As the old saying goes, it’s not so much the crime but the cover-up. And the attempt to cover-up, or at least explain away, the SNC-Lavalin mess is a lesson in how not to do things.

After the story first broke in The Globe & Mail that Jody Wilson-Raybould, when Attorney General, was pressured to drop charges against the firm, here’s what Trudeau said: “The allegations reported in the story are false. At no time did I or my office direct the current or previous attorney-general to make any particular decision in this matter.”

Reporters on the ground immediately pounced on how the question wasn’t whether he directed the AG but whether he pressured or influenced the AG. Trudeau stuck to his story though, not offering clarity but still claiming it was “false”.

The PMO then sent out a number of MPs to parrot this line of defence and Trudeau himself kept it up. That was all two weeks ago. Then a week ago, Trudeau said something different:

“There were many discussions going on. Which is why Jody Wilson-Raybould asked me if I was directing her, or going to direct her, to take a particular decision and I, of course, said no, that it was he decision to make and I expected her to make it. I had full confidence in her role as attorney general to make the decision,” the PM said.

A funny line, that. He’s admitting that they talked about the broad idea of how he could be directing her to make a certain decision but denies that he specifically did direct her to make that decision. And we’re supposed to buy that?

It brings to mind those scenes in crime movies when the mob boss says “The choice is up to you, I will keenly await your decision” as a bunch of goons stand around cracking their knuckles.

All that went out the window on Thursday though, when Michael Wernick – Canada’s top public servant who is tasked with implementing the PM’s agenda – basically fessed up that there was indeed pressure but it was “lawful advocacy” (whatever the hell that means) instead of “inappropriate pressure”.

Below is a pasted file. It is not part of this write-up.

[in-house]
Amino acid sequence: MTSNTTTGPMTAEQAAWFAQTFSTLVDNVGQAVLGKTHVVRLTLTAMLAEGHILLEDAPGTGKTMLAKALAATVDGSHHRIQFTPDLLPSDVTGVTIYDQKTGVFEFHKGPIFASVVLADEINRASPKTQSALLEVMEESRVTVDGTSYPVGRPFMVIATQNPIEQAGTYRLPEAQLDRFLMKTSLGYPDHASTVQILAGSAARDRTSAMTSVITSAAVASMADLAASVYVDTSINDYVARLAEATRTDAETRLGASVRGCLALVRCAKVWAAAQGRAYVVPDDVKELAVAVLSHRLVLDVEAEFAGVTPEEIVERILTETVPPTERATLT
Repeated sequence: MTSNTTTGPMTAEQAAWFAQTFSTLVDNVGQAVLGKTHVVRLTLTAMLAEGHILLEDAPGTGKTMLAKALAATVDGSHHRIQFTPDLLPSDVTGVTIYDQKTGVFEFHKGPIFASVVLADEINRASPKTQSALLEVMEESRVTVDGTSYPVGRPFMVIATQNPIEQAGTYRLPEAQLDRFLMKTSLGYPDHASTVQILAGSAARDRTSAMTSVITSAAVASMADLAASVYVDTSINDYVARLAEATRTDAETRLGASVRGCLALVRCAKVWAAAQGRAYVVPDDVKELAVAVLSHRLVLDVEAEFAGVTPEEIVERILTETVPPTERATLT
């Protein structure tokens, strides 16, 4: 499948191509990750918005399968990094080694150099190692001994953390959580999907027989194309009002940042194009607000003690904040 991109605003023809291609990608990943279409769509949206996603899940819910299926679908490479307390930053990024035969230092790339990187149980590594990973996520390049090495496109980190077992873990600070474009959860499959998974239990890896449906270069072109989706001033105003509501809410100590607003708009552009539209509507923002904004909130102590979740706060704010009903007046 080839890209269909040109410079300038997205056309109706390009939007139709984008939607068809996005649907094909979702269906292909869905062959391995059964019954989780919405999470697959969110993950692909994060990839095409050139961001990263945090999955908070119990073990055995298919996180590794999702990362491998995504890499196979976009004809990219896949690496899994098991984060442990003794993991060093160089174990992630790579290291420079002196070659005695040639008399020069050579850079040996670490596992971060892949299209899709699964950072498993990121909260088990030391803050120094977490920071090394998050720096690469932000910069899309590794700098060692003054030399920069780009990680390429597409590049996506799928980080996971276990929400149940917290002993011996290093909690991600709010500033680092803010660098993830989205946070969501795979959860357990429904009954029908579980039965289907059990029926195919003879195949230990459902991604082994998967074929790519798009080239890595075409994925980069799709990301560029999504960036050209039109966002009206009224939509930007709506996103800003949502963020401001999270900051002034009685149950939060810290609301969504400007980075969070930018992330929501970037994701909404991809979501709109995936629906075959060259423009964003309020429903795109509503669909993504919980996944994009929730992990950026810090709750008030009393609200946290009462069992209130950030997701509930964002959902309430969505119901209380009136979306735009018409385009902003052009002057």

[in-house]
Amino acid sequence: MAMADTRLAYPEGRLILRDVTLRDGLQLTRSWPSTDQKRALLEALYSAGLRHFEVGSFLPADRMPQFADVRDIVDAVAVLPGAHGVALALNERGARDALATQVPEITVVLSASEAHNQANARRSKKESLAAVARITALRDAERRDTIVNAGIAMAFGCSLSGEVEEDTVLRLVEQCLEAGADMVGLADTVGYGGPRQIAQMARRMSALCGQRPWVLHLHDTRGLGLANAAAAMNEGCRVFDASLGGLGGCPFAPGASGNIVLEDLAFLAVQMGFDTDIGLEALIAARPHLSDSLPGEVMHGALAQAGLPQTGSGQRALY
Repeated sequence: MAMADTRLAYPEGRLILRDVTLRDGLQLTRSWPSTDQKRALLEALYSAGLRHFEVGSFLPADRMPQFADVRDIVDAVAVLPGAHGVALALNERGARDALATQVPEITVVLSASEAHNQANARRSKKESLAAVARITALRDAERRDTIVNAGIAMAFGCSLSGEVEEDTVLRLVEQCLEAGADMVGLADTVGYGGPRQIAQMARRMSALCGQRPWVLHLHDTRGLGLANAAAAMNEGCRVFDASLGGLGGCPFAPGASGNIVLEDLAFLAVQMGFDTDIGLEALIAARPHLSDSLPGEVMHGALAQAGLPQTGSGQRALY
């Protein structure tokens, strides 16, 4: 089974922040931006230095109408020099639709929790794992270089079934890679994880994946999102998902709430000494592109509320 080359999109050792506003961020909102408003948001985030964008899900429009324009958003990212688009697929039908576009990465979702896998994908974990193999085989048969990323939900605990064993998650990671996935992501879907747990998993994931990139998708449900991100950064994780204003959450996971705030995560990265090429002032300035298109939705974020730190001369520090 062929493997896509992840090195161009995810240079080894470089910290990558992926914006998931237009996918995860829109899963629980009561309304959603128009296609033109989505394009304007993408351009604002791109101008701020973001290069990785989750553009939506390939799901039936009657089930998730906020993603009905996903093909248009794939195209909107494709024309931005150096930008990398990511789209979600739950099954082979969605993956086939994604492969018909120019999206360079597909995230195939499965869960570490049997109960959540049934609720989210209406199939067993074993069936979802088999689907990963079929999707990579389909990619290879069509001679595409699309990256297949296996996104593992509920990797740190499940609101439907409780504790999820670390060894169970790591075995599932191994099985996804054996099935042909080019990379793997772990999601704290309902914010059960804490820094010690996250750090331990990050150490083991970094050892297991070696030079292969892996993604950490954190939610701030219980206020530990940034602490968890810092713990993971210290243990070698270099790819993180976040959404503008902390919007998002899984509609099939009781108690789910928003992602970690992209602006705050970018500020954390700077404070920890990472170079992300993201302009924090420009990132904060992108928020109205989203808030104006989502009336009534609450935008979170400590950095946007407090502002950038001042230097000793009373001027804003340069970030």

See what happened there? The story has gone from “false” to “yes, it happened but we don’t think it’s a big deal”. Talk about an excuse unravelling in real time.

Now it would be one thing if this story was, say, the one about Trudeau groping a reporter 18 years ago. Like with this story, the PM was shifty in how he described the event. But the two scandals are very different.

The grope one is about whether the PM is a hypocrite on his feminism and whether or not he applies different standards to others accused of sexual harassment and assault than he does to himself.

The grope story isn’t that big of a deal in the grand scheme of things in terms of rocking people’s faith in our public institutions.

The SNC-Lavalin story however?

It’s about questions over whether or not top politicians and bureaucrats can attempt to influence the justice system and get away with it. And now we’ve seen their side of the story unravel.

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Columnist and op-ed editor for the Sun papers/Postmedia.

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